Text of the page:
Scotland’s Booze Pricing|May Break EU Rules

     (CN) – Scotland’s plan to curb problem drinking by pricing liquor based on its alcohol content may violate the EU’s commerce rules, a European Court of Justice adviser said Thursday.
     In 2012, the Scottish parliament proposed legislation setting a minimum retail price for all alcoholic beverages in hopes of curbing alcoholism and binge drinking among Scots. Lawmakers codified the law a year later by setting the minimum price at about 76 cents per unit of pure alcohol the beverage contains.
     The Scotch Whisky Association and others in the industry challenged the legislation as incompatible with EU law, since it could harm trade between Scottish producers and other member states and distort competition in the industry.
     Additionally, the producers argued that EU law already requires that wine be priced by market forces – forces that would be undermined by Scotland’s pricing regime. The producers said Scottish lawmakers could achieve their goal of fighting alcoholism by taxing liquor instead of regulating its minimum selling price.
     The Scottish Court of Session referred the case to the European Court of Justice for its opinion on whether Scotland’s minimum pricing scheme works under EU law.
     In a 34-page advisory opinion for the EU high court, Advocate General Yves Bot agreed that the proposed legislation risks violating the EU constitution’s promise of free movement of goods – a violation that could only be justified if Scotland had no other way to achieve its public-health goal.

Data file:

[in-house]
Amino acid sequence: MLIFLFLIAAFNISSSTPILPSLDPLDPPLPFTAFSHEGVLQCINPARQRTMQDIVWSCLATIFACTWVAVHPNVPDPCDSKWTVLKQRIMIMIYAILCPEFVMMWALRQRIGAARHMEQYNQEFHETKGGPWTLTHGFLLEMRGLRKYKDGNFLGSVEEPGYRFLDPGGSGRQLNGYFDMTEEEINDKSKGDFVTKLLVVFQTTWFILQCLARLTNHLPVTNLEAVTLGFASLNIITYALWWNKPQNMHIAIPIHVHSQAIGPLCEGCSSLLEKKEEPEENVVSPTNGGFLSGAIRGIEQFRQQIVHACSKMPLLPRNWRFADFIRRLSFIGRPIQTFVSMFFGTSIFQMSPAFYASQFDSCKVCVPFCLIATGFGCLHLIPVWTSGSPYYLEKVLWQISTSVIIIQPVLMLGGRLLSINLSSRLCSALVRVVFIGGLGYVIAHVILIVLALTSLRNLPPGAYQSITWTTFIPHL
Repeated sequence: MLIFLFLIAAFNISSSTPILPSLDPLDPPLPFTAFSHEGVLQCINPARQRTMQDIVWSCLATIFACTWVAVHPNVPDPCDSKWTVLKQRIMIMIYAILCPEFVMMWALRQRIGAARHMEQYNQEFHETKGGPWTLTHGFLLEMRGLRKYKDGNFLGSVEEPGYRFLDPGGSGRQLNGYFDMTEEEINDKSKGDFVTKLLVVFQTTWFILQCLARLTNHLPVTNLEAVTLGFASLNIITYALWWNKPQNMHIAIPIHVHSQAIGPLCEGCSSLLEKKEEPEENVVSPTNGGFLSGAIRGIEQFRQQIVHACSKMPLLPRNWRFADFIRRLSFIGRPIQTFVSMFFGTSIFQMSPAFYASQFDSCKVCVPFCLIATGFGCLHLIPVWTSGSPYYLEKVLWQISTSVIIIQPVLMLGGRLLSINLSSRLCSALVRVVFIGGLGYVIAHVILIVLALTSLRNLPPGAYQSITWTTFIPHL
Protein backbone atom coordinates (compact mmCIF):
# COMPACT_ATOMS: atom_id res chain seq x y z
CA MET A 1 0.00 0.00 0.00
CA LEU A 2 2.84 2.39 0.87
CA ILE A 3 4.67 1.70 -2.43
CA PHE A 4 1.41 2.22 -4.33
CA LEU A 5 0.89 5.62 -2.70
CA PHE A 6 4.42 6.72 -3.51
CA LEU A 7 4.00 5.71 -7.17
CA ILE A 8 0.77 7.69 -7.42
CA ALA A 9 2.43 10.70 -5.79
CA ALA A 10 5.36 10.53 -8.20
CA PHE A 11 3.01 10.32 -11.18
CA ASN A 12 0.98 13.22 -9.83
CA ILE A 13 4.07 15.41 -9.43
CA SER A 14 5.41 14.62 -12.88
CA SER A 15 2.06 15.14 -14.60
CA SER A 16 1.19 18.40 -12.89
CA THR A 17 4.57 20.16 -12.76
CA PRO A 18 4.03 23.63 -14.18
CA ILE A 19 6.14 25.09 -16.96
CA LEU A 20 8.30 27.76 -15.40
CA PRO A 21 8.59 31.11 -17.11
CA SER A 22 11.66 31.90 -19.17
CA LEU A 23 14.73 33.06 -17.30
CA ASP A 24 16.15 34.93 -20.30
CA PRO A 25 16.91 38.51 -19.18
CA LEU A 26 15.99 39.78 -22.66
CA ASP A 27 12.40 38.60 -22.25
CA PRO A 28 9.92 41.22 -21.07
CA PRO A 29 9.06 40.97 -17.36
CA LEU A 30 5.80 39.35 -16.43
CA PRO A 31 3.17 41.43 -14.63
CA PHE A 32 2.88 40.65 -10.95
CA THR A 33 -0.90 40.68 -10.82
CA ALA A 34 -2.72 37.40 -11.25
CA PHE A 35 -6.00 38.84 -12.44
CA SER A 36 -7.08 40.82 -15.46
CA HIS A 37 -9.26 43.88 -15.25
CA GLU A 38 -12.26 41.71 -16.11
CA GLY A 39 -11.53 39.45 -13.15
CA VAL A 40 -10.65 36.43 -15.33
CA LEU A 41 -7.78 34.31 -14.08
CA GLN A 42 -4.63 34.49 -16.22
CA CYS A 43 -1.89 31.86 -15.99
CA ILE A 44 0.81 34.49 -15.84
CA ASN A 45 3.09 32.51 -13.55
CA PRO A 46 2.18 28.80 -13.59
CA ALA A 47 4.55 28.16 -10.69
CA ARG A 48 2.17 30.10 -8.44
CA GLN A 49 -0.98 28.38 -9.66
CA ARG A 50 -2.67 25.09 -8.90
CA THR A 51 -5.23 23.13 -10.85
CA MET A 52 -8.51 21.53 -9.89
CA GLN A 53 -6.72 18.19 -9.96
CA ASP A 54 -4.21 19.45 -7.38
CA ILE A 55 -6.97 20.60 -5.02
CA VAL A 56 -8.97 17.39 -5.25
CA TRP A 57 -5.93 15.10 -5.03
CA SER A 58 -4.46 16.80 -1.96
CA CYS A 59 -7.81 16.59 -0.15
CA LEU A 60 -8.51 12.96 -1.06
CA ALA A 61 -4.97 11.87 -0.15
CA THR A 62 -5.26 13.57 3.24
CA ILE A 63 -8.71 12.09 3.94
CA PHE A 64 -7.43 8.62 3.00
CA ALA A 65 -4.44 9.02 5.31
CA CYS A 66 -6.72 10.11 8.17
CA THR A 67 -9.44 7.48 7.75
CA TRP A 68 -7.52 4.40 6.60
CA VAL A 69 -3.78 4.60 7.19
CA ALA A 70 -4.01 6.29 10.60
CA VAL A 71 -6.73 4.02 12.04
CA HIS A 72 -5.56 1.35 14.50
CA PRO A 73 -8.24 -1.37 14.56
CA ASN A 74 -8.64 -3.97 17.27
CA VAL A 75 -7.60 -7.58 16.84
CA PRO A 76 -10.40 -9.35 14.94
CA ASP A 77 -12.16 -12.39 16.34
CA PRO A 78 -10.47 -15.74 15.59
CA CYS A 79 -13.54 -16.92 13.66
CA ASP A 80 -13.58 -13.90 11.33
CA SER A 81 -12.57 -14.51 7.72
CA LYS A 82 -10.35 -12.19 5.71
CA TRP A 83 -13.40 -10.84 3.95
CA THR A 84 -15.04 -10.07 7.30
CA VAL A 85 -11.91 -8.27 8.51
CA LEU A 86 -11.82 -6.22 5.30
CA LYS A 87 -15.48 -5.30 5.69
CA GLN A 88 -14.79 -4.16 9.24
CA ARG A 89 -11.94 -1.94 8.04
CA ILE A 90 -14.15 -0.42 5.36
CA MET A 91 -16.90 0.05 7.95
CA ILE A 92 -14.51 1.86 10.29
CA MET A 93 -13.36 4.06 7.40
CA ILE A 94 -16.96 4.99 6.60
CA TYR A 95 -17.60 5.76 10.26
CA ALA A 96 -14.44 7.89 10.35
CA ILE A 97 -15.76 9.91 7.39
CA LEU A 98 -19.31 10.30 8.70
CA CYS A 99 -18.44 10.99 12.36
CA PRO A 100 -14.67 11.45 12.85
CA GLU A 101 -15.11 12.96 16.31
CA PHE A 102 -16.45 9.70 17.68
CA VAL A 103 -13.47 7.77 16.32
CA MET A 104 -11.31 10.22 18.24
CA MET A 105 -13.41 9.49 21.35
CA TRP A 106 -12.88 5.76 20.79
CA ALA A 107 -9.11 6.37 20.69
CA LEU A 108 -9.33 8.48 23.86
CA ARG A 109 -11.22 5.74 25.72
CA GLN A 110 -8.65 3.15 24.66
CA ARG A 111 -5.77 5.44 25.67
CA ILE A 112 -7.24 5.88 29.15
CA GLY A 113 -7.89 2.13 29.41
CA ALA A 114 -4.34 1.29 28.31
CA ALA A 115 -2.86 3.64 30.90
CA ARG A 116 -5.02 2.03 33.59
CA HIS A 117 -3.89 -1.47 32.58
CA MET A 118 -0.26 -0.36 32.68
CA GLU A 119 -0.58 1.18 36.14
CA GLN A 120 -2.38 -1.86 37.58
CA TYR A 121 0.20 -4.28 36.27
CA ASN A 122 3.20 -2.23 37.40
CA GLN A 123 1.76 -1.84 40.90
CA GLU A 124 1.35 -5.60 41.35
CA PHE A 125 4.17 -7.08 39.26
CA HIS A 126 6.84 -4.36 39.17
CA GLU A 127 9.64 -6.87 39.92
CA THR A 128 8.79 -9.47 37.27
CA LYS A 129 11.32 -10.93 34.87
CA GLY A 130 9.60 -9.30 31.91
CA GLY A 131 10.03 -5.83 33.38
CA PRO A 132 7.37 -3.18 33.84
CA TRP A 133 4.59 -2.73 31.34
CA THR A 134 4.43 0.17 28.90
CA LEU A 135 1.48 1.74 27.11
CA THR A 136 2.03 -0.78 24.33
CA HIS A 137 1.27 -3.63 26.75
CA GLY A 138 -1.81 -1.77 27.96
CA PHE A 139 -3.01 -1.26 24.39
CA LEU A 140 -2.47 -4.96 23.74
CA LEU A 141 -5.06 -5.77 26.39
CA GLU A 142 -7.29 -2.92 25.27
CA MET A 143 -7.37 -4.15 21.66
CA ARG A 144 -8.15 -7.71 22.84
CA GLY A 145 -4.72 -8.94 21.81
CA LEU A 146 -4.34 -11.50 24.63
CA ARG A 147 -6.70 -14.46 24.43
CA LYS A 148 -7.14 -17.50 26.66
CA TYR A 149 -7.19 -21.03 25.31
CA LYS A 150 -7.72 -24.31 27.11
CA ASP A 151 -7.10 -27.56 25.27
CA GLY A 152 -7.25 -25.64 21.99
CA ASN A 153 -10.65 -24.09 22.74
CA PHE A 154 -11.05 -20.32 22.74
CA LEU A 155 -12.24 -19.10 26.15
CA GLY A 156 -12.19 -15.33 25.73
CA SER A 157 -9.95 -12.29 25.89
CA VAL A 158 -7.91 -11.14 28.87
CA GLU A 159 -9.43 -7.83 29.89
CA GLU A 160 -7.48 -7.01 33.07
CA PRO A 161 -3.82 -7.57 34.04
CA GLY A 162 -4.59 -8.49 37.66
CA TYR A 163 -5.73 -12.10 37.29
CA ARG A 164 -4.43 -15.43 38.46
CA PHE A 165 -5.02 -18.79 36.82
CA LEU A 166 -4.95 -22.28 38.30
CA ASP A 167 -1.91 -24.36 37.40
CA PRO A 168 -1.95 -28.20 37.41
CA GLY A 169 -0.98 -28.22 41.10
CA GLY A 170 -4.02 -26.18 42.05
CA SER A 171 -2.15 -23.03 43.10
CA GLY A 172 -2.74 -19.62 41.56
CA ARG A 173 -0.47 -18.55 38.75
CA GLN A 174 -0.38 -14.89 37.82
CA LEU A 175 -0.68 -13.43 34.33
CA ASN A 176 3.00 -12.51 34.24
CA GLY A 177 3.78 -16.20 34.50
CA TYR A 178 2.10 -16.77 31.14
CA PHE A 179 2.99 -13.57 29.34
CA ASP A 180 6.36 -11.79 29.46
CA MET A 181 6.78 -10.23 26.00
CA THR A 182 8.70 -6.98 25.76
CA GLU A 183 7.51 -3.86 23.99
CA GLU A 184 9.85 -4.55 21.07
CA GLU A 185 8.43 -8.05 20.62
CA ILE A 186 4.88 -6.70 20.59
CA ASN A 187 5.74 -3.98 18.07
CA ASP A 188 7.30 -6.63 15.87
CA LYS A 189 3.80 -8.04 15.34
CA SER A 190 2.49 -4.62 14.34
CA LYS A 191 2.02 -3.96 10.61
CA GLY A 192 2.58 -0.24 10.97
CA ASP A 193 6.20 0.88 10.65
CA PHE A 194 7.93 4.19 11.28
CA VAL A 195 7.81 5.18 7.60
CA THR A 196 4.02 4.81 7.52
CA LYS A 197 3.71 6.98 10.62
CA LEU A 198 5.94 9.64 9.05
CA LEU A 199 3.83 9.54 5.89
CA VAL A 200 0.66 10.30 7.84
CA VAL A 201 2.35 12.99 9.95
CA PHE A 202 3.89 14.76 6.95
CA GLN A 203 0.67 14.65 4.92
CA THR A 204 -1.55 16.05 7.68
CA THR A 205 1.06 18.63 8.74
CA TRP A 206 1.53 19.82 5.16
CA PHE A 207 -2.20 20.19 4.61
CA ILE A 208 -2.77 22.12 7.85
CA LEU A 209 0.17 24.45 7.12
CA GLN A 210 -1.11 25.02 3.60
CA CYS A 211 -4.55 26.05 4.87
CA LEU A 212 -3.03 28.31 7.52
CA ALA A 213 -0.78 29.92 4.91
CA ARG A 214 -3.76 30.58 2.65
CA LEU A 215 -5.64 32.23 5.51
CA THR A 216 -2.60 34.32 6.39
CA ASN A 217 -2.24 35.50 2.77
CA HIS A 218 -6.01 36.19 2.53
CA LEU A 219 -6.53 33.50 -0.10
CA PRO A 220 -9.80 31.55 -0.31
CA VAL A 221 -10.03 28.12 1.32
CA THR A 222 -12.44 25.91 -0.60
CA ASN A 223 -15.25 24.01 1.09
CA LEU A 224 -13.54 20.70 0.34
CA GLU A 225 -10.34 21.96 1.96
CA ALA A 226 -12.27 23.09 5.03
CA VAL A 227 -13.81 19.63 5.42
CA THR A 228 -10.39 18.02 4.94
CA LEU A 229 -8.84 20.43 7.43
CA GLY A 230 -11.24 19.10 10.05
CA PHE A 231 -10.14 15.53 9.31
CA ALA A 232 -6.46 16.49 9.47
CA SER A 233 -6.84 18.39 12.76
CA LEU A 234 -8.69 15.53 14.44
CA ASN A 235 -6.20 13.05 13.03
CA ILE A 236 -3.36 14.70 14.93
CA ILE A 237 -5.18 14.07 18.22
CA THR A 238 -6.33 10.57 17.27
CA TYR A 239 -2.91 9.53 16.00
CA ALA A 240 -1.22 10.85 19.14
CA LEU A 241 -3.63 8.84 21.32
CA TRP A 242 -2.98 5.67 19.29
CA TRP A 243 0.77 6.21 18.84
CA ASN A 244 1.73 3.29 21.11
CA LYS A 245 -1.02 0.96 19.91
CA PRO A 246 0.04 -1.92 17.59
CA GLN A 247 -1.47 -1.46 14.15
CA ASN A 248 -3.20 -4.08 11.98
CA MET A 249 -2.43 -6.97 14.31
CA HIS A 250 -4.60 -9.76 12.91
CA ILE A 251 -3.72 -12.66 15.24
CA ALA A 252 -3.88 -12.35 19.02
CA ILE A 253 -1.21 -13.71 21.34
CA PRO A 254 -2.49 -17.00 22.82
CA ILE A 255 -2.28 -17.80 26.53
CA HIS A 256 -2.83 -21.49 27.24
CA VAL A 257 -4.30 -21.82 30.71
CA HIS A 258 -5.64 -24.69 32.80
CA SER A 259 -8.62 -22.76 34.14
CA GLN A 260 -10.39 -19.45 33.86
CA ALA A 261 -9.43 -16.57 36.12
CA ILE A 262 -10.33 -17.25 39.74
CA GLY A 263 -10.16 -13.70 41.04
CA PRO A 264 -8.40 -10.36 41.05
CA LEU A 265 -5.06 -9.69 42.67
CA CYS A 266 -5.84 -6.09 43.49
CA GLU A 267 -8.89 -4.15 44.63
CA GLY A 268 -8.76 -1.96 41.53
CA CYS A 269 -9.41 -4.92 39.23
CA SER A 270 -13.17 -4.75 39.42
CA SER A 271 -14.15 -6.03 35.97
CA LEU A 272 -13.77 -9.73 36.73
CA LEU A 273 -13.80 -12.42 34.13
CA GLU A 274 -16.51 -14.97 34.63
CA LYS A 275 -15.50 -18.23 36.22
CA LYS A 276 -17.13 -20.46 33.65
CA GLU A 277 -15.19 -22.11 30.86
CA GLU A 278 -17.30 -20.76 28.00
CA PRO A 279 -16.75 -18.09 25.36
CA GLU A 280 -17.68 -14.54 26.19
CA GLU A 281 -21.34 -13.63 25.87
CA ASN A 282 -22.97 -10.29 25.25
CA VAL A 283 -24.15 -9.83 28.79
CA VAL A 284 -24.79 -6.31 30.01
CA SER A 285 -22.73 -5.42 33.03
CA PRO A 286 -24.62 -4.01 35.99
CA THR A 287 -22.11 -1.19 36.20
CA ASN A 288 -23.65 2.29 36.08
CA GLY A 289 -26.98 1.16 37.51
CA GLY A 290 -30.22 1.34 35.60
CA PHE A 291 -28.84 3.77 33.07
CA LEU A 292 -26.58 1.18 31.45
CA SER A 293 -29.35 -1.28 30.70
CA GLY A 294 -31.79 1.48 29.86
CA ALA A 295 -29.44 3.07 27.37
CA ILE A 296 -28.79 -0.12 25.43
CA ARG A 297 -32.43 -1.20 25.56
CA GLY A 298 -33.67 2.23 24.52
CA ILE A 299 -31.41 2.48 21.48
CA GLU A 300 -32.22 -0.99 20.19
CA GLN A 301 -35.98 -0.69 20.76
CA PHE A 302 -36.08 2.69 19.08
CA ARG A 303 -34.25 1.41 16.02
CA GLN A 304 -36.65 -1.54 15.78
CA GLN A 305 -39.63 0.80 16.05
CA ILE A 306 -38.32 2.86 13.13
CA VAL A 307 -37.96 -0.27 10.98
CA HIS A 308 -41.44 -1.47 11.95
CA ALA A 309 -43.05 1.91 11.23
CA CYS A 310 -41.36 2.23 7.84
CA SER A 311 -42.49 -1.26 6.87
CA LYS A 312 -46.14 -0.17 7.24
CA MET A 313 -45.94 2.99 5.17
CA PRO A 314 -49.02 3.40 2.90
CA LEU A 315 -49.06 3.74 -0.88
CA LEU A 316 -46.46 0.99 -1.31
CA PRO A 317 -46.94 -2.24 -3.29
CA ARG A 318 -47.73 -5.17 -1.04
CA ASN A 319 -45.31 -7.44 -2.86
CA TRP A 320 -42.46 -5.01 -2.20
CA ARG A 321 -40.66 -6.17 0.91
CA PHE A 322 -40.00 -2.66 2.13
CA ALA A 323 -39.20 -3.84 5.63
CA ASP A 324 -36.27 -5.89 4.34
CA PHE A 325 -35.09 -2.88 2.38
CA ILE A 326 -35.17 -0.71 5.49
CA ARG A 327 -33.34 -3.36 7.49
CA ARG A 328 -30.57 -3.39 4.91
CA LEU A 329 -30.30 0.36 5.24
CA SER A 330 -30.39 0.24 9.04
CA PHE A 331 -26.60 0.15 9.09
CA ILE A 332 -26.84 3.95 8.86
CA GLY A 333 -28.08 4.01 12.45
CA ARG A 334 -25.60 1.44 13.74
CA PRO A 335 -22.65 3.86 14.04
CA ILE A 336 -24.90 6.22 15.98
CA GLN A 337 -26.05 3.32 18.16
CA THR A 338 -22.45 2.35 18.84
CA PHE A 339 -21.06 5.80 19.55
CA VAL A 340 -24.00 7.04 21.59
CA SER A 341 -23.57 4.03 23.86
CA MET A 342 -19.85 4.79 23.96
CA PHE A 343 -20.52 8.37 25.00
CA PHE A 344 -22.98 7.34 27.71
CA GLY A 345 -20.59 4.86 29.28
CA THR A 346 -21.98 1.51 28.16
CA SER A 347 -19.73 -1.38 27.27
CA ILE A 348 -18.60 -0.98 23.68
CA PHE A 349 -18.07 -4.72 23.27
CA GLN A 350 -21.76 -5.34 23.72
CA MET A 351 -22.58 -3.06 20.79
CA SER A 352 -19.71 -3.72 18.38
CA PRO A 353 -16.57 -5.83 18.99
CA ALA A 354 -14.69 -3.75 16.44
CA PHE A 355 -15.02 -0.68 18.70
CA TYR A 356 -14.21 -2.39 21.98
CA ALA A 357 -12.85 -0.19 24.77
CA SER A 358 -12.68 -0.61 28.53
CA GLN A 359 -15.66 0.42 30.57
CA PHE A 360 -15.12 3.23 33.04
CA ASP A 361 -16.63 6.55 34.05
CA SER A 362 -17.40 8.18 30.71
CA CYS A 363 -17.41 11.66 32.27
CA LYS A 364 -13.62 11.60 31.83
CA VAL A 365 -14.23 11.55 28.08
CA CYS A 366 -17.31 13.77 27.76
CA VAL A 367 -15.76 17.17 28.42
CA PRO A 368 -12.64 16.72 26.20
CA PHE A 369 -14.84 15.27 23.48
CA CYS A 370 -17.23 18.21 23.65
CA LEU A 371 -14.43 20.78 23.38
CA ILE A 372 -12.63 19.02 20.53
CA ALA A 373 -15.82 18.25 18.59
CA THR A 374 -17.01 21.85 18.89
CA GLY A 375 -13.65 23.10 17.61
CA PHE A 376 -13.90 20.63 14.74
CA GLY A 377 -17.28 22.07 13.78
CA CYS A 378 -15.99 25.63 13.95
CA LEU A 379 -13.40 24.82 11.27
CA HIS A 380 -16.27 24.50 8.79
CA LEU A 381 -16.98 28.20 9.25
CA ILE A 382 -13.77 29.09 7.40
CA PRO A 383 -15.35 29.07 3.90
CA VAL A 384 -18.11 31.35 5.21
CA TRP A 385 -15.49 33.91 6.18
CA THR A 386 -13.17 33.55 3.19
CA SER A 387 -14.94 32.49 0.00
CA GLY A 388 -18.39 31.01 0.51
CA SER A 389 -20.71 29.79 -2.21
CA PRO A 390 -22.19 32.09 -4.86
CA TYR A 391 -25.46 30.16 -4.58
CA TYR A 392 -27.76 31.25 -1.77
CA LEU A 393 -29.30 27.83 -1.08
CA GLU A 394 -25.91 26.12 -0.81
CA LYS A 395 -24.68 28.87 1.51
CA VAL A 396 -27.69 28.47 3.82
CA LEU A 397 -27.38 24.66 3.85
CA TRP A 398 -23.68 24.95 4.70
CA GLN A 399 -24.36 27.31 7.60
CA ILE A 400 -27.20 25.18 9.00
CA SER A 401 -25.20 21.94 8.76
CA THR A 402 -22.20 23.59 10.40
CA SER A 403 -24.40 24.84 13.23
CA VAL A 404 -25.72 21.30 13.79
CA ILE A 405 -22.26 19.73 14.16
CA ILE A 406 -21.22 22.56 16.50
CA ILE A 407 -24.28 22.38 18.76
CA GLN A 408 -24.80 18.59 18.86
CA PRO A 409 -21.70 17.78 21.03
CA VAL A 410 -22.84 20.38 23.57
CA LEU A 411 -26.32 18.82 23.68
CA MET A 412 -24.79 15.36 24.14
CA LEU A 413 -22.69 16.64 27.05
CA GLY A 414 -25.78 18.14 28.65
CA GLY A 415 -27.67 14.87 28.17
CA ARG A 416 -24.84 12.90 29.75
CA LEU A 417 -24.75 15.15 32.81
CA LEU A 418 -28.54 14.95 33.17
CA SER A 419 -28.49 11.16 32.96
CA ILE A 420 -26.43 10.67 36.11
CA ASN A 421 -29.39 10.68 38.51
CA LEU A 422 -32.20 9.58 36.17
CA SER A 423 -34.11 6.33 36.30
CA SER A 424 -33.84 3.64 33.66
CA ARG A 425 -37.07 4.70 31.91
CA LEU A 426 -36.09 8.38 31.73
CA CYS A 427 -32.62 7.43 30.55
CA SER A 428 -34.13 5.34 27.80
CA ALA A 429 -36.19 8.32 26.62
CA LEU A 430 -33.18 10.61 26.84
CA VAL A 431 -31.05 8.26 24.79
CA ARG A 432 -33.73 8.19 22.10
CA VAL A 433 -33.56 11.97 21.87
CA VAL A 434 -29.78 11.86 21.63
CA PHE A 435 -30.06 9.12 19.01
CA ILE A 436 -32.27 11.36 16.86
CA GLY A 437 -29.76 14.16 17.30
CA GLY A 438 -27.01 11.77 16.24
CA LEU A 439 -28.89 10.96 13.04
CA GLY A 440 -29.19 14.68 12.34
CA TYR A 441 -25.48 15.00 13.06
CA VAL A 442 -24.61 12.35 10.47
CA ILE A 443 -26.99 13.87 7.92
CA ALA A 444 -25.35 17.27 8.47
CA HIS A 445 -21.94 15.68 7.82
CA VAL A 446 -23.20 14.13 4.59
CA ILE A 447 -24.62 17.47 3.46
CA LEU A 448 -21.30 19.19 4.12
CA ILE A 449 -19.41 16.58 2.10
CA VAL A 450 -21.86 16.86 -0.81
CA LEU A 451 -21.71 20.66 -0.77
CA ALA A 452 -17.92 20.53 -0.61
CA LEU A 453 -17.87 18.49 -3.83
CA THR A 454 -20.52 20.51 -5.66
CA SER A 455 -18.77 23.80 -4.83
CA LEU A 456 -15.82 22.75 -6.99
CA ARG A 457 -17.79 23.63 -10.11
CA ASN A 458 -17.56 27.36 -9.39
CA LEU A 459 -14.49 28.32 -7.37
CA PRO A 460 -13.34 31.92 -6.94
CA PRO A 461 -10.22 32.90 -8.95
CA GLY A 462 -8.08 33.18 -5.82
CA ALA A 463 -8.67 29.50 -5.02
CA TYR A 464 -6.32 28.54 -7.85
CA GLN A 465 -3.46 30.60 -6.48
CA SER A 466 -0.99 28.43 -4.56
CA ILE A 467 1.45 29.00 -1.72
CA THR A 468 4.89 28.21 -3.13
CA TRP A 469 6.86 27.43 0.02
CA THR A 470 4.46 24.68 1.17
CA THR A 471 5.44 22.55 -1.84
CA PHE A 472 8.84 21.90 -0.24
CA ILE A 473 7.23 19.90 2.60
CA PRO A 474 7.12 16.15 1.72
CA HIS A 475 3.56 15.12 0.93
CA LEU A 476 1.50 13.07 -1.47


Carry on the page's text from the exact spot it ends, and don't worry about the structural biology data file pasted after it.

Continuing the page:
Bot also agreed with the producers that raising the tax on alcohol is a viable alternative and said the Scottish government would have to prove doing so would not curb alcoholism and binge drinking.
     “While it is ultimately for the national court to identify the precise objectives of the measure in question, to examine the merits and disadvantages of an ‘increased taxation’ measure and to ascertain whether that alternative presents a better cost-benefit outcome than the setting of a minimum price, I feel that, having regard to the principle of proportionality, it is difficult to justify the rules at issue, which appear to me to be less consistent and effective than an ‘increased taxation’ measure and may even be perceived as being discriminatory,” Bot wrote.
     The adviser’s opinion is not binding on the Court of Justice, which has begun its own deliberations in the case.
     Earlier this year, Scotland’s health ministry said it was considering raising the legal drinking age from 18 to 21 to combat the rise in binge drinking among young people. The Scottish government has also banned “buy-one-get-one” deals on alcohol and reduced the legal alcohol limit for drunken driving from .08 to .05.
     This past April, the Bank of Scotland said the DUI law – which took effect in December 2014 – was already so successful it was damaging economic growth in the private sector.

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